NEW YORK — Exxon said Thursday that it will spend about $150 billion over the next five years to find more oil and natural gas to meet an expected increase in global energy demand.
In a statement issued ahead of a presentation at the New York Stock Exchange, CEO Rex Tillerson said huge investments are needed to expand the supply of traditional fuels like oil and gas while also advancing new energy sources. Exxon, the world's largest publicly traded energy company, expects global energy demand to increase 30 percent by 2040, compared with 2010 levels.
Including investments in its refining and chemicals business, Exxon will boost its capital budget by 29 percent from 2012 to 2016 to $185 billion, or about $37 billion a year.
Exxon Mobil Corp., Chevron Corp., BP and Royal Dutch Shell all produced less crude last year than in the prior year. They're struggling to tap new sources of oil fast enough in an environment where big finds are rarer and costlier to exploit. Potential fields lie deep under the seabed, or in shale rock formations that require expensive technology to crack open. When Exxon can't find oil fast enough, it is stuck with existing fields where production is declining.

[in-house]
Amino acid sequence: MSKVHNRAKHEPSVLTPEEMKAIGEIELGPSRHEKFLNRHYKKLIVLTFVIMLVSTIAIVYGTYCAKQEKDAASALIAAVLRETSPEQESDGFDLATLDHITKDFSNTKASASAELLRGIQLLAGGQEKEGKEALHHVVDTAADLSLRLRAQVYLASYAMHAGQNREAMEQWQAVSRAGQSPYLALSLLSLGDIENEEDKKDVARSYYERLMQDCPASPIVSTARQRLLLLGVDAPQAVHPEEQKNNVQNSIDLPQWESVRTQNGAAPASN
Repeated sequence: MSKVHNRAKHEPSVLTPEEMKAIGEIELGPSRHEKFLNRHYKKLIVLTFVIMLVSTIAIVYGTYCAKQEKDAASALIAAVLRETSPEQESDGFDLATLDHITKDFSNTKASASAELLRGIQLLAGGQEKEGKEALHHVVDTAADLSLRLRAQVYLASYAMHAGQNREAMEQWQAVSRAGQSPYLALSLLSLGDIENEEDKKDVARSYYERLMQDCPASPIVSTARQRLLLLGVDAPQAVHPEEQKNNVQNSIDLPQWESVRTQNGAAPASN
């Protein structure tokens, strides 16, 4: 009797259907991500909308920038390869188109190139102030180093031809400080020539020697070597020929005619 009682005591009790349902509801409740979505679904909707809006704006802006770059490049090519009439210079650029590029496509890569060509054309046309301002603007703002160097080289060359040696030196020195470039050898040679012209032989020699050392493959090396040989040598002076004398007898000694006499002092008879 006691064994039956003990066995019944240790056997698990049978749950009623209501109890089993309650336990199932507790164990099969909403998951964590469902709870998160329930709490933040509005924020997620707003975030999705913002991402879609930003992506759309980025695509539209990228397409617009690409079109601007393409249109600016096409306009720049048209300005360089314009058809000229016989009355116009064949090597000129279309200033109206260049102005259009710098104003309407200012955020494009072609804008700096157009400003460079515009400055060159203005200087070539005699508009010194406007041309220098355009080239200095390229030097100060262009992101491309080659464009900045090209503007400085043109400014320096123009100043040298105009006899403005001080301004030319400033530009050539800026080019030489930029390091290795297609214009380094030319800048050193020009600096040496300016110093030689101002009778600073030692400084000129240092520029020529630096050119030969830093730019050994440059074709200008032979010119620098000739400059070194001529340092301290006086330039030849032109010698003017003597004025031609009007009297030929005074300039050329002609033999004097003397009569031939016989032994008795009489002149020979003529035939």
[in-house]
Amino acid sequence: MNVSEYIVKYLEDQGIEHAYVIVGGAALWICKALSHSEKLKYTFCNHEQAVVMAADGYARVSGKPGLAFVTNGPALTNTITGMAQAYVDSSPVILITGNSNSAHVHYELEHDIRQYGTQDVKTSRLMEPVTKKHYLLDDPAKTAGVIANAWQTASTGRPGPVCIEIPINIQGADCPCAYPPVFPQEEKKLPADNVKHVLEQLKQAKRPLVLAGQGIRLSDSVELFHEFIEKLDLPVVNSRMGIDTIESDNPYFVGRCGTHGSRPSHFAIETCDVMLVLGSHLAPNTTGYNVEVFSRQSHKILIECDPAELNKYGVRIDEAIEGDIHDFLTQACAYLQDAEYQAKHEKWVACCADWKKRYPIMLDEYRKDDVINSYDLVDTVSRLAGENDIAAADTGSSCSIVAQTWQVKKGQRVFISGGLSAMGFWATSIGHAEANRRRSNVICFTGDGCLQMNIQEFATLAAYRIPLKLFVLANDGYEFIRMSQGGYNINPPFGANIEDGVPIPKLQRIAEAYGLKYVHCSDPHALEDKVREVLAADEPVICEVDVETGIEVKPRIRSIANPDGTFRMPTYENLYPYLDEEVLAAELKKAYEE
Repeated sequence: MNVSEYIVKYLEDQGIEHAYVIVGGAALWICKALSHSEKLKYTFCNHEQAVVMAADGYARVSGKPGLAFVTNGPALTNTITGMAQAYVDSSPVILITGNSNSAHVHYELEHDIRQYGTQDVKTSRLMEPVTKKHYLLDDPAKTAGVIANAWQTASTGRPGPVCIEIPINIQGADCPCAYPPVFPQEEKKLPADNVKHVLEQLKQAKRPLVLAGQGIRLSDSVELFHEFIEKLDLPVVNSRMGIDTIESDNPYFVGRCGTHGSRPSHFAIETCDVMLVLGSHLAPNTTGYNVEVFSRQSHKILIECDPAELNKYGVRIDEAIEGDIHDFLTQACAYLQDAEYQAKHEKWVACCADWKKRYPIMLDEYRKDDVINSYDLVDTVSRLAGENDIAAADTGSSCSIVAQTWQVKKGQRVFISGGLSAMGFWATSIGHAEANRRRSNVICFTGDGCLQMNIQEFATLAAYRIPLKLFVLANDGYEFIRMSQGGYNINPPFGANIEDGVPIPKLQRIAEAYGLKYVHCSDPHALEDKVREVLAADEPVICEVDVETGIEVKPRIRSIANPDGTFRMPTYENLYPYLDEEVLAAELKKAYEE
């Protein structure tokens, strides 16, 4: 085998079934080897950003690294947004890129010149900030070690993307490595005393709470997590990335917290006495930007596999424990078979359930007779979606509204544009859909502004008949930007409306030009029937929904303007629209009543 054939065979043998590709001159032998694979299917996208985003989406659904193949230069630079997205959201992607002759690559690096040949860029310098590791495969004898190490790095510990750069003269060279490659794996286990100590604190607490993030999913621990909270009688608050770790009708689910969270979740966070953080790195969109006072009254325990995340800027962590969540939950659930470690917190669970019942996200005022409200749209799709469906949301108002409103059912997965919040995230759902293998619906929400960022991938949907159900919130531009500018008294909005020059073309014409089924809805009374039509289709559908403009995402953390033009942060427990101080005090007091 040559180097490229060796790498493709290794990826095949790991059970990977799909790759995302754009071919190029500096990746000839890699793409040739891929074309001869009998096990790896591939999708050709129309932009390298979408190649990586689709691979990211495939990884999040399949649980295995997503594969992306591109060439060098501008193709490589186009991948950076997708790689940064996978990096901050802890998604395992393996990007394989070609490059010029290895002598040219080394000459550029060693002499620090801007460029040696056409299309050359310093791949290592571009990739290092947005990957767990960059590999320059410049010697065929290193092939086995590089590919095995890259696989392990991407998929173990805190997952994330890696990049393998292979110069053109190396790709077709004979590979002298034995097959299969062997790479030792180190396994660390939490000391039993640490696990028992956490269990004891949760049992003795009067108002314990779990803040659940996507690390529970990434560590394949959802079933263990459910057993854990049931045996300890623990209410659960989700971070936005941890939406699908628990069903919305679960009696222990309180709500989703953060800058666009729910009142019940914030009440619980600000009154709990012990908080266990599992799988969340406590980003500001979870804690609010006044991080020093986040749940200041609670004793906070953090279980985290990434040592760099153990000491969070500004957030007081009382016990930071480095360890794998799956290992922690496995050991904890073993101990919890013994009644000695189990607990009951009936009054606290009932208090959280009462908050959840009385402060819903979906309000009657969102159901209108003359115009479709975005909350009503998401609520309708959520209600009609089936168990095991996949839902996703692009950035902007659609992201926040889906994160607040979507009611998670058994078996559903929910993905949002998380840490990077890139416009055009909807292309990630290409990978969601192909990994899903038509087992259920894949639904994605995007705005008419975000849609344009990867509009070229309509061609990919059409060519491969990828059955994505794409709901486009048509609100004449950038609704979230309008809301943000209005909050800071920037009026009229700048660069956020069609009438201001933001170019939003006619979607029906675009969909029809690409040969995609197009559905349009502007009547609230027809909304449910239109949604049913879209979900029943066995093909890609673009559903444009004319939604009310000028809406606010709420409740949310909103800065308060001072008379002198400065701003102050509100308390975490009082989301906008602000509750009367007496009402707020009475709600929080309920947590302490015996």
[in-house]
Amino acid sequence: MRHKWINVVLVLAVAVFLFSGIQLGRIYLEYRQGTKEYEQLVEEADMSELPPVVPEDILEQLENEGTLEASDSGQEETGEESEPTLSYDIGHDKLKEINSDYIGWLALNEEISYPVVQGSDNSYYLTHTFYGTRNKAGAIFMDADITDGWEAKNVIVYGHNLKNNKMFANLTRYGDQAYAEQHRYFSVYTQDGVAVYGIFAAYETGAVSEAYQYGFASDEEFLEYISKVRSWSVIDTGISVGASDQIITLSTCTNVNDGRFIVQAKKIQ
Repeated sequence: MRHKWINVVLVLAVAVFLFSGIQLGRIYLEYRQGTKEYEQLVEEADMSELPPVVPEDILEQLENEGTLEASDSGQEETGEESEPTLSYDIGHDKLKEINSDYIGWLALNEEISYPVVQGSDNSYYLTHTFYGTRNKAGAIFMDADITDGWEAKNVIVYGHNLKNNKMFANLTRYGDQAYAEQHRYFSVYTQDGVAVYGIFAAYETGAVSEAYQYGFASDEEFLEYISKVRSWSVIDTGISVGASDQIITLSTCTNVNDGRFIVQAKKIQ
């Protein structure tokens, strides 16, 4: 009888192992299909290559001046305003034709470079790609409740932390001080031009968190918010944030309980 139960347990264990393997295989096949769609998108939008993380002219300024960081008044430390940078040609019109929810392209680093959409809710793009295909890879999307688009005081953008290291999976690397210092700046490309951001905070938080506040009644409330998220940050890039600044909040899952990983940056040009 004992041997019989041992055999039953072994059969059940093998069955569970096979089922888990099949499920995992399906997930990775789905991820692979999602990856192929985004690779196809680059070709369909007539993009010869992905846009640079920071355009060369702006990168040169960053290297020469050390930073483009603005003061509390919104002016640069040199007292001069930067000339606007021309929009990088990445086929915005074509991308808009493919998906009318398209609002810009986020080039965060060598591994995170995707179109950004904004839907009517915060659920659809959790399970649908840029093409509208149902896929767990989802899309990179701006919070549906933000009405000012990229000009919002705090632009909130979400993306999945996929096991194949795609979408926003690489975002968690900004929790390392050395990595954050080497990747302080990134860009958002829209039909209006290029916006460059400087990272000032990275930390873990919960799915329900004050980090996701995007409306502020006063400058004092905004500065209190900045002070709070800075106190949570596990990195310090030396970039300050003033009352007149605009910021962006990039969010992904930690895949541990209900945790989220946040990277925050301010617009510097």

Exxon is investing more of its money in producing natural gas, which the company believes will replace coal as the second-most popular fuel by 2025. The company spent more than $30 billion in 2010 to acquire XTO Energy and become the largest natural gas producer in the U.S.
Its natural gas bet so far hasn't paid off. Prices have plummeted this year following a production boom in North America and weak winter heating demand. Natural gas futures hit a 10-year low of $2.302 per 1,000 cubic feet on Wednesday.
Competitors such as Chesapeake Energy Corp. and ConocoPhillips have cut back on natural gas production this year in an effort to reduce a national surplus, but Exxon says it will keep its gas wells in operation.
High oil prices have supported Exxon's financial performance. Exxon's net income rose almost 35 percent in 2011.
Exxon shares fell 71 cents in morning trading Thursday, to $85.11.